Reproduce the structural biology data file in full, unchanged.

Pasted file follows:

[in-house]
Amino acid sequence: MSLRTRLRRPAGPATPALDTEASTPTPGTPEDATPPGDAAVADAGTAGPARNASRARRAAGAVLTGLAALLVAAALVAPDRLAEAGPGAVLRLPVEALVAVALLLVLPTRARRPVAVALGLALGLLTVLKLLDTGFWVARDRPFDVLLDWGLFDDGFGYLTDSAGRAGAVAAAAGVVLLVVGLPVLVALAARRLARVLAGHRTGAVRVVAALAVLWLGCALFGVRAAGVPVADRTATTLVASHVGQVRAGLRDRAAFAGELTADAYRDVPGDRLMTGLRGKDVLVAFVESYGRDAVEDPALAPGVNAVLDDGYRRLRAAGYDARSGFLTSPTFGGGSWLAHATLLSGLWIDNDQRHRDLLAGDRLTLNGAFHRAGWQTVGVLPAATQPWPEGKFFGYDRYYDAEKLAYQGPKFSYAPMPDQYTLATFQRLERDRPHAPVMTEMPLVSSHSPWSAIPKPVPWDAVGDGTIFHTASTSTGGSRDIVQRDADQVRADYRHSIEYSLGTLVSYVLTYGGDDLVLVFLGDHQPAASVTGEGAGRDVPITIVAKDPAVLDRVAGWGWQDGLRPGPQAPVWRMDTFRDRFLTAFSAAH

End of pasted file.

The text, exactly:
[in-house]
Amino acid sequence: MSLRTRLRRPAGPATPALDTEASTPTPGTPEDATPPGDAAVADAGTAGPARNASRARRAAGAVLTGLAALLVAAALVAPDRLAEAGPGAVLRLPVEALVAVALLLVLPTRARRPVAVALGLALGLLTVLKLLDTGFWVARDRPFDVLLDWGLFDDGFGYLTDSAGRAGAVAAAAGVVLLVVGLPVLVALAARRLARVLAGHRTGAVRVVAALAVLWLGCALFGVRAAGVPVADRTATTLVASHVGQVRAGLRDRAAFAGELTADAYRDVPGDRLMTGLRGKDVLVAFVESYGRDAVEDPALAPGVNAVLDDGYRRLRAAGYDARSGFLTSPTFGGGSWLAHATLLSGLWIDNDQRHRDLLAGDRLTLNGAFHRAGWQTVGVLPAATQPWPEGKFFGYDRYYDAEKLAYQGPKFSYAPMPDQYTLATFQRLERDRPHAPVMTEMPLVSSHSPWSAIPKPVPWDAVGDGTIFHTASTSTGGSRDIVQRDADQVRADYRHSIEYSLGTLVSYVLTYGGDDLVLVFLGDHQPAASVTGEGAGRDVPITIVAKDPAVLDRVAGWGWQDGLRPGPQAPVWRMDTFRDRFLTAFSAAH